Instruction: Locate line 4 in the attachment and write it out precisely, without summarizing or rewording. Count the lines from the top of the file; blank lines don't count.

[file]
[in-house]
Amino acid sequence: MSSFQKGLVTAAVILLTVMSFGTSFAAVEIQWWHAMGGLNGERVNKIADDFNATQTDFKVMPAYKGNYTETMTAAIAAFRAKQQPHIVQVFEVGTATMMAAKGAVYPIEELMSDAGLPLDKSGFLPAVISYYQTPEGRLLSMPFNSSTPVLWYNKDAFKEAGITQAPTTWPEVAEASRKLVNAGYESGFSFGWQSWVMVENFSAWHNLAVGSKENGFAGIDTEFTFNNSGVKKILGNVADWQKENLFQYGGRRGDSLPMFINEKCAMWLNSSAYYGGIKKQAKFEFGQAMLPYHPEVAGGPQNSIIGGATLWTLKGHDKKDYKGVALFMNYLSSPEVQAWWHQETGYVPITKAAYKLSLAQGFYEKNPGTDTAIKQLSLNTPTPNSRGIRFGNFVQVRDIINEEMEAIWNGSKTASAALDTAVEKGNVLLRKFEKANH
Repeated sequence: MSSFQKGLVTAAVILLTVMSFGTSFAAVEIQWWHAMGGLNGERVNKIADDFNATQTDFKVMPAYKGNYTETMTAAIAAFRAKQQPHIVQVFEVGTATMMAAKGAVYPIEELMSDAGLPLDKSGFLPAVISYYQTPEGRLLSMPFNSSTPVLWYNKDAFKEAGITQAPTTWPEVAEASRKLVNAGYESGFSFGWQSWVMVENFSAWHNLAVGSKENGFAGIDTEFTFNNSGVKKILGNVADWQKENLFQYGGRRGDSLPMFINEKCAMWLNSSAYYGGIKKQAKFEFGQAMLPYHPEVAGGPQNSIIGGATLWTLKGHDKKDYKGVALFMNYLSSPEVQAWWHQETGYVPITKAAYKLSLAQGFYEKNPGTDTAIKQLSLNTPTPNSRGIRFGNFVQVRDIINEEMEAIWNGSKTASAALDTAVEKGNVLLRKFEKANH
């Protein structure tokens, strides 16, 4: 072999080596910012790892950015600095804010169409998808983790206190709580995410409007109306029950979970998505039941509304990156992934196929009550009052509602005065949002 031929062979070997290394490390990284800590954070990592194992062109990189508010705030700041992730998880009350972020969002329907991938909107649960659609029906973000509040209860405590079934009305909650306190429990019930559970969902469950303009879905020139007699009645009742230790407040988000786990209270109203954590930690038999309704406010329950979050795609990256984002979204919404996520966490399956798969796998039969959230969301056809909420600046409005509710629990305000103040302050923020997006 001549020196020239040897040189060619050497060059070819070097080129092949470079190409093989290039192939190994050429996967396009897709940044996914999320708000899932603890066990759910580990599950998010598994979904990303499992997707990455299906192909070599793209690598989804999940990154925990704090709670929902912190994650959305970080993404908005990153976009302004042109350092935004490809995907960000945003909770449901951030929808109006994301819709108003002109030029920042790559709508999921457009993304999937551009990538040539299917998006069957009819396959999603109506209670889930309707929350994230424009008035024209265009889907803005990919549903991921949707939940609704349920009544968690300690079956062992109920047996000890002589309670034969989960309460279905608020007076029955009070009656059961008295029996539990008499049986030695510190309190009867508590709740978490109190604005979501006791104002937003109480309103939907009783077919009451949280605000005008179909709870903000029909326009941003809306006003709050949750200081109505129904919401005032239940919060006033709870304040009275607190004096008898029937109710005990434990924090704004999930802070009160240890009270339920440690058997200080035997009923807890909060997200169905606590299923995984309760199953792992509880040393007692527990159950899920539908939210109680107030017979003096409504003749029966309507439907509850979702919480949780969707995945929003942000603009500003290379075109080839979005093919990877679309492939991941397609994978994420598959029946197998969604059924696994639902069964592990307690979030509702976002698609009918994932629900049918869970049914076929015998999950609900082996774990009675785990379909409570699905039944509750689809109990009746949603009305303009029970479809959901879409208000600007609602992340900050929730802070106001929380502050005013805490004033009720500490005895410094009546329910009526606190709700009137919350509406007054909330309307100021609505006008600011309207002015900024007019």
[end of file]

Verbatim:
């Protein structure tokens, strides 16, 4: 072999080596910012790892950015600095804010169409998808983790206190709580995410409007109306029950979970998505039941509304990156992934196929009550009052509602005065949002 031929062979070997290394490390990284800590954070990592194992062109990189508010705030700041992730998880009350972020969002329907991938909107649960659609029906973000509040209860405590079934009305909650306190429990019930559970969902469950303009879905020139007699009645009742230790407040988000786990209270109203954590930690038999309704406010329950979050795609990256984002979204919404996520966490399956798969796998039969959230969301056809909420600046409005509710629990305000103040302050923020997006 001549020196020239040897040189060619050497060059070819070097080129092949470079190409093989290039192939190994050429996967396009897709940044996914999320708000899932603890066990759910580990599950998010598994979904990303499992997707990455299906192909070599793209690598989804999940990154925990704090709670929902912190994650959305970080993404908005990153976009302004042109350092935004490809995907960000945003909770449901951030929808109006994301819709108003002109030029920042790559709508999921457009993304999937551009990538040539299917998006069957009819396959999603109506209670889930309707929350994230424009008035024209265009889907803005990919549903991921949707939940609704349920009544968690300690079956062992109920047996000890002589309670034969989960309460279905608020007076029955009070009656059961008295029996539990008499049986030695510190309190009867508590709740978490109190604005979501006791104002937003109480309103939907009783077919009451949280605000005008179909709870903000029909326009941003809306006003709050949750200081109505129904919401005032239940919060006033709870304040009275607190004096008898029937109710005990434990924090704004999930802070009160240890009270339920440690058997200080035997009923807890909060997200169905606590299923995984309760199953792992509880040393007692527990159950899920539908939210109680107030017979003096409504003749029966309507439907509850979702919480949780969707995945929003942000603009500003290379075109080839979005093919990877679309492939991941397609994978994420598959029946197998969604059924696994639902069964592990307690979030509702976002698609009918994932629900049918869970049914076929015998999950609900082996774990009675785990379909409570699905039944509750689809109990009746949603009305303009029970479809959901879409208000600007609602992340900050929730802070106001929380502050005013805490004033009720500490005895410094009546329910009526606190709700009137919350509406007054909330309307100021609505006008600011309207002015900024007019």